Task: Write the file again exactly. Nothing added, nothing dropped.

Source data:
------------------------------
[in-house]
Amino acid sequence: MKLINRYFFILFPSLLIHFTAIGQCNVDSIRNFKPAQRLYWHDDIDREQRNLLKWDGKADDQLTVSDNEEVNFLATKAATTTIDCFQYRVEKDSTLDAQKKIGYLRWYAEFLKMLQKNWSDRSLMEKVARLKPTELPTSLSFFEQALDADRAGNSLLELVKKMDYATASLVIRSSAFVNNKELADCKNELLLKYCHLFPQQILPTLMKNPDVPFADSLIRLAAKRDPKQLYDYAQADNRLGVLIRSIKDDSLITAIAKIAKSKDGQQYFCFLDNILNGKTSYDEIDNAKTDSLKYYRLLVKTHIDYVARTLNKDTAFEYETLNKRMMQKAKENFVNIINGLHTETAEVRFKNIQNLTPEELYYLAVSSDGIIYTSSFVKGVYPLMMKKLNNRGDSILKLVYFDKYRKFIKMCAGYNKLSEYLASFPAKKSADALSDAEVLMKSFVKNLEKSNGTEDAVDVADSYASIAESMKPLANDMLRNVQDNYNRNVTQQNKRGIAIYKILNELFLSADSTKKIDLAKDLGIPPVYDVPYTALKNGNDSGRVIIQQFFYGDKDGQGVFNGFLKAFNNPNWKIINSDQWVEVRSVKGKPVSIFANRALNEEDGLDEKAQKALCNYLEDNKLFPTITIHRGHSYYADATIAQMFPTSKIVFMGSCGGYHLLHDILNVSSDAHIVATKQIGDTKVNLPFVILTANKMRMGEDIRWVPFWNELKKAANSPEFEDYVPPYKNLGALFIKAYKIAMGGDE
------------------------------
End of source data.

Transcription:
[in-house]
Amino acid sequence: MKLINRYFFILFPSLLIHFTAIGQCNVDSIRNFKPAQRLYWHDDIDREQRNLLKWDGKADDQLTVSDNEEVNFLATKAATTTIDCFQYRVEKDSTLDAQKKIGYLRWYAEFLKMLQKNWSDRSLMEKVARLKPTELPTSLSFFEQALDADRAGNSLLELVKKMDYATASLVIRSSAFVNNKELADCKNELLLKYCHLFPQQILPTLMKNPDVPFADSLIRLAAKRDPKQLYDYAQADNRLGVLIRSIKDDSLITAIAKIAKSKDGQQYFCFLDNILNGKTSYDEIDNAKTDSLKYYRLLVKTHIDYVARTLNKDTAFEYETLNKRMMQKAKENFVNIINGLHTETAEVRFKNIQNLTPEELYYLAVSSDGIIYTSSFVKGVYPLMMKKLNNRGDSILKLVYFDKYRKFIKMCAGYNKLSEYLASFPAKKSADALSDAEVLMKSFVKNLEKSNGTEDAVDVADSYASIAESMKPLANDMLRNVQDNYNRNVTQQNKRGIAIYKILNELFLSADSTKKIDLAKDLGIPPVYDVPYTALKNGNDSGRVIIQQFFYGDKDGQGVFNGFLKAFNNPNWKIINSDQWVEVRSVKGKPVSIFANRALNEEDGLDEKAQKALCNYLEDNKLFPTITIHRGHSYYADATIAQMFPTSKIVFMGSCGGYHLLHDILNVSSDAHIVATKQIGDTKVNLPFVILTANKMRMGEDIRWVPFWNELKKAANSPEFEDYVPPYKNLGALFIKAYKIAMGGDE